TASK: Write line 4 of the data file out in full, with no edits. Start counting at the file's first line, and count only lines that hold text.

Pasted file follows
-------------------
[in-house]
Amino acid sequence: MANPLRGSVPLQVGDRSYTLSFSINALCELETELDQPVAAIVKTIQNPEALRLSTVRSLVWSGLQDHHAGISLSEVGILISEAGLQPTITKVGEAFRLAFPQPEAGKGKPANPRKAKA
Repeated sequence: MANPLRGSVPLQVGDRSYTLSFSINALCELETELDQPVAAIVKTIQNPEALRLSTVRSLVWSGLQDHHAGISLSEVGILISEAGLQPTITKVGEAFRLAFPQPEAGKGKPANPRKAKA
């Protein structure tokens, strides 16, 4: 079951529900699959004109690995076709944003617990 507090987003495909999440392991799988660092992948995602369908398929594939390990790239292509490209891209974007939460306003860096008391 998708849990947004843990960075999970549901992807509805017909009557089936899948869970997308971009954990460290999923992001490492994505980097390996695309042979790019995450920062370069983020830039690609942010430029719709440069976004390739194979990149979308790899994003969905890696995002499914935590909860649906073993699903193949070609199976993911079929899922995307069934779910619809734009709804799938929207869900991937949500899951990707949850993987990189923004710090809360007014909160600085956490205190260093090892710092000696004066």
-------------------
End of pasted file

């Protein structure tokens, strides 16, 4: 079951529900699959004109690995076709944003617990 507090987003495909999440392991799988660092992948995602369908398929594939390990790239292509490209891209974007939460306003860096008391 998708849990947004843990960075999970549901992807509805017909009557089936899948869970997308971009954990460290999923992001490492994505980097390996695309042979790019995450920062370069983020830039690609942010430029719709440069976004390739194979990149979308790899994003969905890696995002499914935590909860649906073993699903193949070609199976993911079929899922995307069934779910619809734009709804799938929207869900991937949500899951990707949850993987990189923004710090809360007014909160600085956490205190260093090892710092000696004066």